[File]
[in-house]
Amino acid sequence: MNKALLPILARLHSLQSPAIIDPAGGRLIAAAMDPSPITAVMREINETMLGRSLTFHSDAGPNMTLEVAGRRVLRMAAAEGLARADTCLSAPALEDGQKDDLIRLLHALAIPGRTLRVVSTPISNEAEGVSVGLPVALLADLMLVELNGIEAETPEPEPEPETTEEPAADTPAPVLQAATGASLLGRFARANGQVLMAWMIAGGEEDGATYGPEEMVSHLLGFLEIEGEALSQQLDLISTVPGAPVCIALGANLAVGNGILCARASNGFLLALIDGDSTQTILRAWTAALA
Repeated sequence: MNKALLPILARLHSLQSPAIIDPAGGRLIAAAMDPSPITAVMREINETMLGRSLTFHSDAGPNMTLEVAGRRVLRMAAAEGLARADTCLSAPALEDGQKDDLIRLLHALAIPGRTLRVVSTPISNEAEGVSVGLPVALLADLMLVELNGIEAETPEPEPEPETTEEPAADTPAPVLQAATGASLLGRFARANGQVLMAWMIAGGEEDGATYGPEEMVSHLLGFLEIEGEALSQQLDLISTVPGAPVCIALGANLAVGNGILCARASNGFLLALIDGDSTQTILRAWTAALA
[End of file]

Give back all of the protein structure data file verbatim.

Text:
[in-house]
Amino acid sequence: MNKALLPILARLHSLQSPAIIDPAGGRLIAAAMDPSPITAVMREINETMLGRSLTFHSDAGPNMTLEVAGRRVLRMAAAEGLARADTCLSAPALEDGQKDDLIRLLHALAIPGRTLRVVSTPISNEAEGVSVGLPVALLADLMLVELNGIEAETPEPEPEPETTEEPAADTPAPVLQAATGASLLGRFARANGQVLMAWMIAGGEEDGATYGPEEMVSHLLGFLEIEGEALSQQLDLISTVPGAPVCIALGANLAVGNGILCARASNGFLLALIDGDSTQTILRAWTAALA
Repeated sequence: MNKALLPILARLHSLQSPAIIDPAGGRLIAAAMDPSPITAVMREINETMLGRSLTFHSDAGPNMTLEVAGRRVLRMAAAEGLARADTCLSAPALEDGQKDDLIRLLHALAIPGRTLRVVSTPISNEAEGVSVGLPVALLADLMLVELNGIEAETPEPEPEPETTEEPAADTPAPVLQAATGASLLGRFARANGQVLMAWMIAGGEEDGATYGPEEMVSHLLGFLEIEGEALSQQLDLISTVPGAPVCIALGANLAVGNGILCARASNGFLLALIDGDSTQTILRAWTAALA